The Sometimes Complicated Relationship Between Fitness and Feminism
Body-positivity is key here
I’m just going to say it: Sometimes I don’t like the way my body looks. And I feel like a bad feminist because of that. Simply put, I work out to make my body look different. I want to lose weight. I like to work out. I feel better about my body when I work out. And as a body-positive feminist, I have a hard time admitting that this is a reality for me, in part because I don’t want to be judged as a bad body-positive feminist, and also because weight loss is not an important part of everyone’s journey to self-love.
But even though it's nice to think that everyone only works out to feel good, it's also hard to deny that looking good is still a major goal for many women working out. Or, as actress Kaley Cuoco was recently quoted as saying in Women’s Health, “As much as you want to love your inner self… I'm sorry, you also want to look good.”
But does it have to be an either/or situation? Can we actually love our inner selves and still want to lose weight or make our bodies look a certain way?
Women are taught from a young age that our bodies are inherently not good enough as they are. We see this in advertising, in the way our mothers criticize their own bodies, in the countless frequently unrealistic portrayals of the female body on television. And it's just not external pressure either; sometimes negative body images begin at home. Like when my stepmother put me on a diet when I was nine. Or the way my mother used to pat her stomach and say she needed to lose weight. It's a vicious cycle that exists in all realms of our life. Just like it's big news when a celebrity or character loses weight (even bigger news when the show puts weight loss in a contract), it's also common enough to hear female friends and relatives greeting each other by saying, "You look great! Did you lose weight?"
A friend of mine who writes about fitness told me, “Whenever I look in the mirror, I am definitely comparing myself to a model type person and thinking I should eat fewer carbs or whatever, instead of saying, 'Yes, this is what a body looks like.'”
Another friend told me, “Fitness should not be anti-feminist, but I feel like it is.”
Nowadays, with the rise of social media and fitness inspiration (fitspo), there is a new type of pressure advocating that the best way to “find yourself” will probably involve changing your body, and that a good body—and the accompanying happiness—is something we should all try to "earn." There's an interesting dynamic at play here between being a self-loving feminist and wanting to change your body—whether that be weight loss or muscle gain or whatever other goals you’re setting—to look a certain way, because there's an underlying level of guilt that goes along with it, a strange push and pull of wanting to be a better feminist by taking care of yourself, but also feeling like "self-care" looks an awful lot like trying to achieve one of society's "perfect bodies."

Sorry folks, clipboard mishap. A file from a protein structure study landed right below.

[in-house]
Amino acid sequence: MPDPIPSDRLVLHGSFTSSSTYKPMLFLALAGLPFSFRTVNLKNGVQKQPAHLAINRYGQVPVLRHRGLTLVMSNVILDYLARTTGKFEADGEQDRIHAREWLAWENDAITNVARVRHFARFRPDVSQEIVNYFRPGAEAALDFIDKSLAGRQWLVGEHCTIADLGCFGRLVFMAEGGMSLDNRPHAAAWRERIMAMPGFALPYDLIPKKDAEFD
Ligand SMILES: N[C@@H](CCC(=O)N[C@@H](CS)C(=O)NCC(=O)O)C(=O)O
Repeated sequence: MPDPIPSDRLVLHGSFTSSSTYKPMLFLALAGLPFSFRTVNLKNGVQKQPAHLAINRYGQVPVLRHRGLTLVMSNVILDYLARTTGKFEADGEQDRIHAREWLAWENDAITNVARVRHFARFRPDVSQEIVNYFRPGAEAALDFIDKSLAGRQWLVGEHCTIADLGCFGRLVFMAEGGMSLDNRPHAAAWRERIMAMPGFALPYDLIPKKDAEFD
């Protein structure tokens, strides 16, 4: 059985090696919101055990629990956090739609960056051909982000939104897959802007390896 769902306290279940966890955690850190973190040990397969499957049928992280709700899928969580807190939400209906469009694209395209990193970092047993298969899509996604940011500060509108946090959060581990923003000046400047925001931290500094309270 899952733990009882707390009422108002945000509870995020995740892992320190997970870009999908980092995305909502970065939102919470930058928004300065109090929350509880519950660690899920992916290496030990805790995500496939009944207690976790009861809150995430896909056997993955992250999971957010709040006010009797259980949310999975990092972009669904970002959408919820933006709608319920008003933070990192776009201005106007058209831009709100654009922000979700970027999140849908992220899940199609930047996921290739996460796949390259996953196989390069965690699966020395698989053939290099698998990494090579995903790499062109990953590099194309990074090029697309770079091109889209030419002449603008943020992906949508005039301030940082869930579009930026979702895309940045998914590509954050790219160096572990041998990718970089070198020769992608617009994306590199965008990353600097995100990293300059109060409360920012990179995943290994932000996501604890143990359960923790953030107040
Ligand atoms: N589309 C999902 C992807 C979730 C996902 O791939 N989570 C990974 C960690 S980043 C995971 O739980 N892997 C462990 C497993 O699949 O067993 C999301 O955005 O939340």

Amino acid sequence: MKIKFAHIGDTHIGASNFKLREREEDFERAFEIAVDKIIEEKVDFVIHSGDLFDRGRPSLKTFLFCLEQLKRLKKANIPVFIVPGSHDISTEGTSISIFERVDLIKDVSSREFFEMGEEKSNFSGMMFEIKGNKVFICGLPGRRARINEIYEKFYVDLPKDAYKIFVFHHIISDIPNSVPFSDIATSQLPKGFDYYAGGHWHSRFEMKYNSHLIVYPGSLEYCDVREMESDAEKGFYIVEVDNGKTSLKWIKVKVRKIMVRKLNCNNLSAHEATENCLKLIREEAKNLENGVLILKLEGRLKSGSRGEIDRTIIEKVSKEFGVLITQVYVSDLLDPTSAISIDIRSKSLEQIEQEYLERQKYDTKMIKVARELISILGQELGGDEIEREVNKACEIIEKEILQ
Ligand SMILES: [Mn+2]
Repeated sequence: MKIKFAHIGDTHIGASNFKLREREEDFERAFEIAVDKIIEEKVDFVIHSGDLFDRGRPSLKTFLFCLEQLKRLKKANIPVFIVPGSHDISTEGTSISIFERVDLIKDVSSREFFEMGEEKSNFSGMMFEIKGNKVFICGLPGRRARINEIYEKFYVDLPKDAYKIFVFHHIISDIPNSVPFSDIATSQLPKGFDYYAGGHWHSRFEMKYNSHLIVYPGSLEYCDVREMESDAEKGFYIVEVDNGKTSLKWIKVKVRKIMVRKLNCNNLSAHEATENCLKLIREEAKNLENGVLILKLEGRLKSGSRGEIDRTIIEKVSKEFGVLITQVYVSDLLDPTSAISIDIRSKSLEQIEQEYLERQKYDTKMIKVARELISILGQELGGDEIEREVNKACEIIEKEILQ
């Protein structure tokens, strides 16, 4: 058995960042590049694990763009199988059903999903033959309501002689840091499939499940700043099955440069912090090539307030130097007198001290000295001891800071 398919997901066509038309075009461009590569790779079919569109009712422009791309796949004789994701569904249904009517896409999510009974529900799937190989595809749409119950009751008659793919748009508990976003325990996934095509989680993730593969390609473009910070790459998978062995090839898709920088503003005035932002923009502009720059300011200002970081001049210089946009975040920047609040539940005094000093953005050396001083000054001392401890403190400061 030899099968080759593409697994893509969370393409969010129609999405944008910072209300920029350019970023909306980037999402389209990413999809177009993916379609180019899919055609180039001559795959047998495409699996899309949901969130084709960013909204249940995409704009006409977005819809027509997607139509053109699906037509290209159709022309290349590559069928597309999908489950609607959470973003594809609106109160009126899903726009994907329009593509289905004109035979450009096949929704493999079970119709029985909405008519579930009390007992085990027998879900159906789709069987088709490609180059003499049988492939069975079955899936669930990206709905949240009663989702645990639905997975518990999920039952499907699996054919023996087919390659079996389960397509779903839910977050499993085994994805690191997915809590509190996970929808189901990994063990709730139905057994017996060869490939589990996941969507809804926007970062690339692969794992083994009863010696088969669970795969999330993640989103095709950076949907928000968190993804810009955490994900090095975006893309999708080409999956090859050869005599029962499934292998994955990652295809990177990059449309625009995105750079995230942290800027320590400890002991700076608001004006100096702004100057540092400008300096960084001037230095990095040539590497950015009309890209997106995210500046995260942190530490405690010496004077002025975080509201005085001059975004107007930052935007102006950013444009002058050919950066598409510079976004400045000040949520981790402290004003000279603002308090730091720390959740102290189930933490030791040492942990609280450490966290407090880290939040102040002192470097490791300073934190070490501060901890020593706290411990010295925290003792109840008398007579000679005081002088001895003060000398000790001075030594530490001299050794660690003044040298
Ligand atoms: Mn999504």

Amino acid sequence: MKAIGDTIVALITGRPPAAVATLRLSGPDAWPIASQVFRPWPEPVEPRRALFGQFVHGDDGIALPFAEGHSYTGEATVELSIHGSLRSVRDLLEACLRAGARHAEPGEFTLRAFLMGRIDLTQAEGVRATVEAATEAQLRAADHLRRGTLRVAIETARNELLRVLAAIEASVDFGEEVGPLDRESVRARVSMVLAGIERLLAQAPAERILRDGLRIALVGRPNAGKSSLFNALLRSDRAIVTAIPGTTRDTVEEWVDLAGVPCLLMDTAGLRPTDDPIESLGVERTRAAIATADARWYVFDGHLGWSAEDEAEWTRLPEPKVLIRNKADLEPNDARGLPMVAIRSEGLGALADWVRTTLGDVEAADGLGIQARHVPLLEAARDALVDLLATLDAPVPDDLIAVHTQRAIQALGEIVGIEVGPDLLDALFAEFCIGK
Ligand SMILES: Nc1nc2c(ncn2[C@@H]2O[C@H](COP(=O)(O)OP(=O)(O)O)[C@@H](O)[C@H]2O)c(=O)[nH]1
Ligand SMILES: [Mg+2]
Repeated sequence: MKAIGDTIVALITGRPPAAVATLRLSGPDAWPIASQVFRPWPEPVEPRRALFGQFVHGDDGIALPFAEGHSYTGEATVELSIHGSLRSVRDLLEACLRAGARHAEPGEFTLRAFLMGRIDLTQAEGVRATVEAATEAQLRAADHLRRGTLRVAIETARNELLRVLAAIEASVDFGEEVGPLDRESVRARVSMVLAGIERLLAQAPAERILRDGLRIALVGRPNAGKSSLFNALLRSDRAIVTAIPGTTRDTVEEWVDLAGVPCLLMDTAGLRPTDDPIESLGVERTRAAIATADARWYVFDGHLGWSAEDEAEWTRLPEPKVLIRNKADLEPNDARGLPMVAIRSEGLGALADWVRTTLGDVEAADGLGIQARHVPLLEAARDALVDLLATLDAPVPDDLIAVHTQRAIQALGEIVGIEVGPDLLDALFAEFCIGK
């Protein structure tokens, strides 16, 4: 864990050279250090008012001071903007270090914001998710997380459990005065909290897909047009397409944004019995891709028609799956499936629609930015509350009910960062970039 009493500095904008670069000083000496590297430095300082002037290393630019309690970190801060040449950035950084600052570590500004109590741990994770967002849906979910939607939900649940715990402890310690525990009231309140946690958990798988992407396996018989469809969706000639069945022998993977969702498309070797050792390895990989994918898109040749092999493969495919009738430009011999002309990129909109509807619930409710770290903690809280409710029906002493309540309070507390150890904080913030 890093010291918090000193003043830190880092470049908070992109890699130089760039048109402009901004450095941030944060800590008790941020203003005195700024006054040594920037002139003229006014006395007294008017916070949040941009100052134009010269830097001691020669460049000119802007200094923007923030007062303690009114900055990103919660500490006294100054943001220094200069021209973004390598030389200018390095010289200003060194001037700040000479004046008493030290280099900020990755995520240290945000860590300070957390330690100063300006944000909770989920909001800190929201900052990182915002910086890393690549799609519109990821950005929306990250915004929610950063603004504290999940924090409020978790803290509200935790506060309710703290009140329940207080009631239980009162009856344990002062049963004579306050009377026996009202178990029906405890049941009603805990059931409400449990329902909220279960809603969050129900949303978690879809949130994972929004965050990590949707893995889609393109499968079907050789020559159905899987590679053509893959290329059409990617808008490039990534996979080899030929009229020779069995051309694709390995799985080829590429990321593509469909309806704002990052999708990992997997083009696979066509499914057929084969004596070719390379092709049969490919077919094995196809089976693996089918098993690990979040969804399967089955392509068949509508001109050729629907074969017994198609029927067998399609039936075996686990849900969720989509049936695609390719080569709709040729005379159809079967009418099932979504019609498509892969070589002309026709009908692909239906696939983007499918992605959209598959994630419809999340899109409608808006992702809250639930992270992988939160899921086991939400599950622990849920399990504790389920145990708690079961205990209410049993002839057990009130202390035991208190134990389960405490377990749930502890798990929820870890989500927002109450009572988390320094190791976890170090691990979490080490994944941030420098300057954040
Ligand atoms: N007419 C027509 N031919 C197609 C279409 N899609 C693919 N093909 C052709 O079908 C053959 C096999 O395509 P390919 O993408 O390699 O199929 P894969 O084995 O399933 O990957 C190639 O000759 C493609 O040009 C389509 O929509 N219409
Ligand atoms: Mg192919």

So the real question becomes: How do we go down the exercise rabbit hole without subjecting ourselves to our patriarchal society’s expectations of what a woman’s body should look like?
All bodies are good bodies. You do not need to lose weight to have a good body. All bodies are real bodies. You are perfect at whatever size you like best. I preach this loud and proud to my friends, to my niece, to my mother, to my girlfriend. Honestly, I truly believe it. I also believe in giving a big middle finger to society’s standards of beauty, and I think it’s completely true that anyone can be healthy at whatever size they are.
And yet even as I genuinely think all bodies are good bodies, I still find myself tearing apart my own appearance worse than anyone else ever would.
I know I'm not alone in this conundrum. I know other people have the same paradoxical issue. But still, I know that I need to change how I think about fitness in terms of feminism. Here’s how I’m trying.
Manage my expectations when I work out
I like to work out. Rather than noticing weight loss when I work out, though, I notice other positive side effects of regular exercise: I sleep better when I work out. I’m happier, in general, and I’m way less grumpy in the mornings. I feel more confident even when I haven't lost weight.
So it can feel strange for me, with all these good benefits that weight loss still plays a role in my fitness journey. Who am I trying to be better looking for? Strangers on the street? The kids who terrorized me in high school for being a pudgy, freckled nerd? My girlfriend?
Sometimes I do fantasize about my girlfriend melting into a puddle over my six-pack (she rolled her eyes when I admitted that). As a lesbian, I get to inhabit the unique world of being a woman and being attracted to women, so when she criticizes her own appearance, I cannot believe the words coming out of her mouth. To me, she is gorgeous and literally without fault. But still, she can hold onto a part of her body and frown and say, “I need to work out more. I hate how I look.”
Perhaps because I can see the absurdity in striving for a perfection she already has when I look at my girlfriend, I can work toward believing the same things about myself. Things like the fact that no body needs to be “earned.” You already have a body. It is a real body. If you love your body and you don’t want to exercise, then... don't. If you hate your body and still don’t want to exercise, then... don't. If you love your body and love to exercise, that’s great, too. But if you’re like me, and you want to change your body, you need to start thinking of exercise as more than just a tool to change your body—it's also about changing your mind and how it views your body.
Change is slow. The best thing you can do for yourself is set realistic goals for what you would like to achieve. Nothing is worse than being too hard on yourself and thinking you’re not making progress when you’re busting your ass. Progress takes many different shapes and forms—just like our bodies.
Try to think of exercise as self-care